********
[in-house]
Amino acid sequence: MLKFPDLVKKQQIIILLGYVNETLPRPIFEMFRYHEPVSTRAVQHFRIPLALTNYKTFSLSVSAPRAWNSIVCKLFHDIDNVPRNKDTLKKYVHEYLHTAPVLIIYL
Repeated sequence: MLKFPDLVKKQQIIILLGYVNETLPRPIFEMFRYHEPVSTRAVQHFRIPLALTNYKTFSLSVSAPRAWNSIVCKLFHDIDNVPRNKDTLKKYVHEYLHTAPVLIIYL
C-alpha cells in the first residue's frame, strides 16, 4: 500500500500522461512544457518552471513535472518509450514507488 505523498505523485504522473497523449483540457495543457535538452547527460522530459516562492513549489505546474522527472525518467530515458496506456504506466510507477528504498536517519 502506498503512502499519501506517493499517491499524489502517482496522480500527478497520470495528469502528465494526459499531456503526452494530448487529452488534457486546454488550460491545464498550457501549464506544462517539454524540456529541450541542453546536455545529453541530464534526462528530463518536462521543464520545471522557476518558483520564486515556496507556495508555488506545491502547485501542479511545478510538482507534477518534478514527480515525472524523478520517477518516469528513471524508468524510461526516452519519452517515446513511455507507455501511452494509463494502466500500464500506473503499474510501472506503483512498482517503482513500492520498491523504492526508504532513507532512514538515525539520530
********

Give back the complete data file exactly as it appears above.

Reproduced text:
[in-house]
Amino acid sequence: MLKFPDLVKKQQIIILLGYVNETLPRPIFEMFRYHEPVSTRAVQHFRIPLALTNYKTFSLSVSAPRAWNSIVCKLFHDIDNVPRNKDTLKKYVHEYLHTAPVLIIYL
Repeated sequence: MLKFPDLVKKQQIIILLGYVNETLPRPIFEMFRYHEPVSTRAVQHFRIPLALTNYKTFSLSVSAPRAWNSIVCKLFHDIDNVPRNKDTLKKYVHEYLHTAPVLIIYL
C-alpha cells in the first residue's frame, strides 16, 4: 500500500500522461512544457518552471513535472518509450514507488 505523498505523485504522473497523449483540457495543457535538452547527460522530459516562492513549489505546474522527472525518467530515458496506456504506466510507477528504498536517519 502506498503512502499519501506517493499517491499524489502517482496522480500527478497520470495528469502528465494526459499531456503526452494530448487529452488534457486546454488550460491545464498550457501549464506544462517539454524540456529541450541542453546536455545529453541530464534526462528530463518536462521543464520545471522557476518558483520564486515556496507556495508555488506545491502547485501542479511545478510538482507534477518534478514527480515525472524523478520517477518516469528513471524508468524510461526516452519519452517515446513511455507507455501511452494509463494502466500500464500506473503499474510501472506503483512498482517503482513500492520498491523504492526508504532513507532512514538515525539520530